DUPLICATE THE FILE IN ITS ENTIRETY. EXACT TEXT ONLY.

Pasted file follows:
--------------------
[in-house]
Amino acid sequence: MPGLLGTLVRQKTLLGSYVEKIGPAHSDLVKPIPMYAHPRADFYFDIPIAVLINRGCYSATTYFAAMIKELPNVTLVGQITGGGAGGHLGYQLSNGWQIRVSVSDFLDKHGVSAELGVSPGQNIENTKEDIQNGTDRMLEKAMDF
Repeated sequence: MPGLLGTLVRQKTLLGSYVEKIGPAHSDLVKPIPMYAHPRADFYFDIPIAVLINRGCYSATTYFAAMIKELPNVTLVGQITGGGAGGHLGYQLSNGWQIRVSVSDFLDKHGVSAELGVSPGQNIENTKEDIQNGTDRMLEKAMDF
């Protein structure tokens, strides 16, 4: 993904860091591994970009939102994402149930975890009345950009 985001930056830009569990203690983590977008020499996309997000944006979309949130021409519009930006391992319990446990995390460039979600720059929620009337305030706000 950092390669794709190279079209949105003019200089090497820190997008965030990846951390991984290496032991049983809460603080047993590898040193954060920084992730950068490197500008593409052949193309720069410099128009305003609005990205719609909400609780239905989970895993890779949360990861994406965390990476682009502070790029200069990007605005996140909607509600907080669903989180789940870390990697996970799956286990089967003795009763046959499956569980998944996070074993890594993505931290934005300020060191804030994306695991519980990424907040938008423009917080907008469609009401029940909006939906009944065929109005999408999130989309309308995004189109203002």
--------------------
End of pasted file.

[in-house]
Amino acid sequence: MPGLLGTLVRQKTLLGSYVEKIGPAHSDLVKPIPMYAHPRADFYFDIPIAVLINRGCYSATTYFAAMIKELPNVTLVGQITGGGAGGHLGYQLSNGWQIRVSVSDFLDKHGVSAELGVSPGQNIENTKEDIQNGTDRMLEKAMDF
Repeated sequence: MPGLLGTLVRQKTLLGSYVEKIGPAHSDLVKPIPMYAHPRADFYFDIPIAVLINRGCYSATTYFAAMIKELPNVTLVGQITGGGAGGHLGYQLSNGWQIRVSVSDFLDKHGVSAELGVSPGQNIENTKEDIQNGTDRMLEKAMDF
């Protein structure tokens, strides 16, 4: 993904860091591994970009939102994402149930975890009345950009 985001930056830009569990203690983590977008020499996309997000944006979309949130021409519009930006391992319990446990995390460039979600720059929620009337305030706000 950092390669794709190279079209949105003019200089090497820190997008965030990846951390991984290496032991049983809460603080047993590898040193954060920084992730950068490197500008593409052949193309720069410099128009305003609005990205719609909400609780239905989970895993890779949360990861994406965390990476682009502070790029200069990007605005996140909607509600907080669903989180789940870390990697996970799956286990089967003795009763046959499956569980998944996070074993890594993505931290934005300020060191804030994306695991519980990424907040938008423009917080907008469609009401029940909006939906009944065929109005999408999130989309309308995004189109203002």